In today's news mix, you won't just find the normal on-the-ground reporting. We've also included reports from the skies above and the earth below.
Asian airlines have been stung by recent crashes. As a result, they're are examining procedures, retraining pilots, and taking a closer look at any cultural tendencies - such as not questioning your captain - that may undermine air safety.
A similar search for ways to improve railroad safety is going on in India.
Our down-under report (we're not talking Australia) comes from a bizarre subculture that recites poems, parties, and plays in limestone caves near Moscow.
- David Clark Scott, World editor
REPORTERS ON THE JOB
*US EXPORT CONCERNS? While researching the Arab satellite news channel Al Jazeera, reporter Ned Parker forced himself to explore what his 20-inch TV screen had to offer. On Arab cable in Qatar, not only did he learn that sportscasters cry "Allah" when a soccer player scores a goal, but that Jerry Springer is a Persian Gulf personality. An Arab friend asked Ned if Springer's show reflected American reality, "Of course not ... you maggot." He then threw a chair at his buddy. "A little American humor," adds Ned. "No assault occurred."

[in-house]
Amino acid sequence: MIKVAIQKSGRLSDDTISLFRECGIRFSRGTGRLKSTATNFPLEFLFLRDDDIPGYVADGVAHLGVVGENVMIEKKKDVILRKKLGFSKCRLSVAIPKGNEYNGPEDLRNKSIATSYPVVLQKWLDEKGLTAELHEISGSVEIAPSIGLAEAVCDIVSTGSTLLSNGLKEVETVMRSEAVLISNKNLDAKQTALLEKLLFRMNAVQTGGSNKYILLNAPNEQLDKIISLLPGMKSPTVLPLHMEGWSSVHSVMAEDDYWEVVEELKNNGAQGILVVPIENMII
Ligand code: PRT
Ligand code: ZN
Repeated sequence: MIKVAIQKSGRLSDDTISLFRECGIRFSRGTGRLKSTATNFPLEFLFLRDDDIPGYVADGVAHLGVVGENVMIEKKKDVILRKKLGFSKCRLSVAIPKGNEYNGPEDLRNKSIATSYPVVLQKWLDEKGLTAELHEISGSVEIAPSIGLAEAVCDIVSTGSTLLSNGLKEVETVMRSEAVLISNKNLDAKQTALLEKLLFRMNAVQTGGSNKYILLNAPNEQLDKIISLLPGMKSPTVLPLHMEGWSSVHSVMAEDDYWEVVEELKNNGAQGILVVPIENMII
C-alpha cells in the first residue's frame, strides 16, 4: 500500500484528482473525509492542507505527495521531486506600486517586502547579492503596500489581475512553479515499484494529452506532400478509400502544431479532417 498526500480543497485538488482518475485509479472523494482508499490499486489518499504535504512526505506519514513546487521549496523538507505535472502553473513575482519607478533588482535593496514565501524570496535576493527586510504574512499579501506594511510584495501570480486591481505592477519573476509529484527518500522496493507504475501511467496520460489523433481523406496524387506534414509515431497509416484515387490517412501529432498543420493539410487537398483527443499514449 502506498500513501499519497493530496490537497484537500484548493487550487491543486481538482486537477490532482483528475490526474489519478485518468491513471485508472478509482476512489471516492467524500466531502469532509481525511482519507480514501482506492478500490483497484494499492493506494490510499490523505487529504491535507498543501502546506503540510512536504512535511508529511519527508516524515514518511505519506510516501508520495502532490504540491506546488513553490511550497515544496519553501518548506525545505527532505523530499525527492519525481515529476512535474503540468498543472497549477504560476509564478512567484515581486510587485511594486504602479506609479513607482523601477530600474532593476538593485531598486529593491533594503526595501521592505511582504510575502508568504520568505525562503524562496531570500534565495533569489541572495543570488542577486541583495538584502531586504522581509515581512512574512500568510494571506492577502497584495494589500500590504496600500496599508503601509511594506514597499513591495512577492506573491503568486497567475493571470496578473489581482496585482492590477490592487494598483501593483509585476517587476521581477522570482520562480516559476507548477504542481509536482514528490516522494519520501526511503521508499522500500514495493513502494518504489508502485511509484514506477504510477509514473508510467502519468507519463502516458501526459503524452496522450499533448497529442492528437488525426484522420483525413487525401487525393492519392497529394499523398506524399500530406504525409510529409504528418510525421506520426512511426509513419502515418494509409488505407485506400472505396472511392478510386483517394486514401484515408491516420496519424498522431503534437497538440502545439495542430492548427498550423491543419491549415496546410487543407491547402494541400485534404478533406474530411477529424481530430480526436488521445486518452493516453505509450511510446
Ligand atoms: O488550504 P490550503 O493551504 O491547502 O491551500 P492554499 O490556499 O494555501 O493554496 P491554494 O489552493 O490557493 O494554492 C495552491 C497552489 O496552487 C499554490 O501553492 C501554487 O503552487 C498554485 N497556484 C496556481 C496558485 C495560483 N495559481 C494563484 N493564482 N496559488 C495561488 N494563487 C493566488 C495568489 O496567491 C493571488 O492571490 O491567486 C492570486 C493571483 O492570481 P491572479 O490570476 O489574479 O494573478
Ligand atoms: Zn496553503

*BURROWING FOR A STORY: The Monitor's Judith Matloff first learned of Russia's subterranean subculture when her office assistant was invited to a party below ground. She approached a group of Moscow moles who call themselves "Planet Underground." They wanted $3,000 for a tour of the rat-infested tunnels beneath the city. Later, she found Oleg Bondarenko, a speleologist (cave scientist) who scoffed at the urban underhanded offer. "I'll take you to the real thing," he said. No charge. The only condition: "You must promise not to reveal the location of the tunnel entrance."
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